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I Tried the Xero Shoes Waterproof Ridgeway Boots, and Here’s What I Thought

As an avid hiker and outdoor lover, I’ve been on my fair share of trails after the rain. And I’m not sure if there’s anything that can ruin a hike faster than a wet foot. I love exploring and getting up close and personal with waterfalls and streams, but I cannot stand having wet feet. So when Xero Shoes offered to let me test their Waterproof Ridgeway Boots, I was thrilled. 

Initial Thoughts

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Image by Xero Shoes

Before receiving the boots, I was going back and forth on the size. I usually wear a women’s 7.5, but my current hiking boots are a size 8, so I went for an 8 to make sure they fit with a thick hiking sock, and they fit like a glove.

They were super comfortable even before breaking them in, which allowed me to hit some easy-moderate trails in them right away. The boots have a smaller tread than my typical pair, which left me a little nervous about their ability to grip on rocks or slippery surfaces. 

The “retro”-“-inspired look gives these boots a fashionable edge, and they come in two colors—a traditional brown and a more out-there blue. Whichever you’re feeling, you’ll be looking good out on the trails.

On the Trail

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Image by Nicholas Beach

I took these babies for a spin on the Frank Coggins Loop Trail in Caesar’s Head State Park on the first day of fall. It was a moderate trail with a few steep inclines. I didn’t spend a lot of time breaking these boots in, and I wasn’t sure how good of a decision that would turn out to be.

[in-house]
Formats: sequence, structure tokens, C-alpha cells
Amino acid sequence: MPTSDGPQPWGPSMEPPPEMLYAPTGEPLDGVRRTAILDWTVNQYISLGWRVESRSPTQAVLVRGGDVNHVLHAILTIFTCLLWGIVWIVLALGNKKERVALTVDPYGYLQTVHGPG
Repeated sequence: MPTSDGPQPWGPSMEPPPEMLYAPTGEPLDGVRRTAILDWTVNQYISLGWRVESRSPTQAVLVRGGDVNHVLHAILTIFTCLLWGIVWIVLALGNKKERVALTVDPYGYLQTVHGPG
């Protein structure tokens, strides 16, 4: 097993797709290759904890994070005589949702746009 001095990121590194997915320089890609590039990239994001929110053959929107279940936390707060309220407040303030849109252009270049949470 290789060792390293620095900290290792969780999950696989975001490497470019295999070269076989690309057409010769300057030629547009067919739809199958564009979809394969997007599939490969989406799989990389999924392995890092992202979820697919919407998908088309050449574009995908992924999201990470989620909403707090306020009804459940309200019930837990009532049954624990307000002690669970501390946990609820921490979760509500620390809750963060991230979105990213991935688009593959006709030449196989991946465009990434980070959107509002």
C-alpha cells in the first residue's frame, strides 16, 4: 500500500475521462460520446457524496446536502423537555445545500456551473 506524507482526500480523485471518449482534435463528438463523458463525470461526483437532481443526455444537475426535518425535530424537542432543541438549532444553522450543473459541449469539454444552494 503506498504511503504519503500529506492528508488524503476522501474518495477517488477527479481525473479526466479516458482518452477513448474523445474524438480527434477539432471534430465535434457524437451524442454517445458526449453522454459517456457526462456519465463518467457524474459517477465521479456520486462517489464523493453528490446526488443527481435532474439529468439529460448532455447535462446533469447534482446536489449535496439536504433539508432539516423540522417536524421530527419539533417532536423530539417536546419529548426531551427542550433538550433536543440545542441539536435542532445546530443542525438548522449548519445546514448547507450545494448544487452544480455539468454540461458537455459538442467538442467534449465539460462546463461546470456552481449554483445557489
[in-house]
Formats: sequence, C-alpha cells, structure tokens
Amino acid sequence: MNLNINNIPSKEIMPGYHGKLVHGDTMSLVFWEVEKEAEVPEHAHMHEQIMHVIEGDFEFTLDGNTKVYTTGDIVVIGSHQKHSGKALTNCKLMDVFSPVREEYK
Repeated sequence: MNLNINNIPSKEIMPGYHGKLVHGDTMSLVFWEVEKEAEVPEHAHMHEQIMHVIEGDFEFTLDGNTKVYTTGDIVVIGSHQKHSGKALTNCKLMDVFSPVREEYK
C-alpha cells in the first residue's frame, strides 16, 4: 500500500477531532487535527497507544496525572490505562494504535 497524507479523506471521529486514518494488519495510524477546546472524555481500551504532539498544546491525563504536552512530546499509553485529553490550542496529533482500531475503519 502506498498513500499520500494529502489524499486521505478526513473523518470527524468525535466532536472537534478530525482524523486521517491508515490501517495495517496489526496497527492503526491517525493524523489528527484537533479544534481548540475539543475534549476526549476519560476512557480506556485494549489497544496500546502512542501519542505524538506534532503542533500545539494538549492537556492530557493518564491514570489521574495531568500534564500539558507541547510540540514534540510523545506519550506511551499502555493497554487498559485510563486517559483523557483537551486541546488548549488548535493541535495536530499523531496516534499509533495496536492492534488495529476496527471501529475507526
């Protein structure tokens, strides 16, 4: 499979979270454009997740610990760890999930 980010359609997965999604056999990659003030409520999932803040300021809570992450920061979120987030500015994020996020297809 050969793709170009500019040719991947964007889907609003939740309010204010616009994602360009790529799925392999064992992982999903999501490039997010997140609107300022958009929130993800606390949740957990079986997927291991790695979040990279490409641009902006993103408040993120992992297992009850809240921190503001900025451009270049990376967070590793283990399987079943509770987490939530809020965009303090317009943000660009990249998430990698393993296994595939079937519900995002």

The Frank Coggins Loop Trail starts off rather easily, and the boots held up just fine on a flat, dry trail. Going up the inclines is where these boots shined, though. I prefer the style of a traditional boot, as I like the extra ankle support for inclines and declines. The Ridgeway boots provided that for me without worrying about hot spots or discomfort. 

At the end of the hike, my feet were still feeling pretty good. I did have some soreness, which is typical for me, but it didn’t stop me from doing any other activities that day, including walking the dog. After that first test run, I’ve found that the more I wear them, the better they feel. 

Let’s address the tread, which is a little smaller than some competing boot brands. On wet rocks and wood, I felt secure and safe with my footing and was impressed with the grip on the shoes. If I was doing a more strenuous hike or hiking in some more wintery conditions, I would want to also have trekking poles with me, but I’d want this no matter what boots I was wearing. 

Testing Water-Resistance

Video by Nicholas Beach

The Xero Shoes Waterproof Ridgeway Boots are advertised as waterproof, and overall I was impressed with how the water beaded right off of the toes and heels of the boots. After a few tests under a small waterfall, I did feel a little bit of water seeping through on the bottom of the eyestay (which holds the eyelets and laces in place). 

In general, I was incredibly impressed with how dry my feet were at the end of the day, even with the small wet spot from dousing my feet under the waterfall. Going forward, I will be reaching for this pair of boots for winter hikes, especially if there’s snow on the ground. 

The Verdict

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Image by Xero Shoes

Overall, I would rate these shoes four out of five stars. They were super comfortable, easy to break in, and provided the support I like. Despite being very waterproof, leakage is not impossible in these boots, and your feet could get wet if you’re in the water for an extended period of time. 
Check out the Waterproof Ridgeway Boots on the Xero Shoes website.

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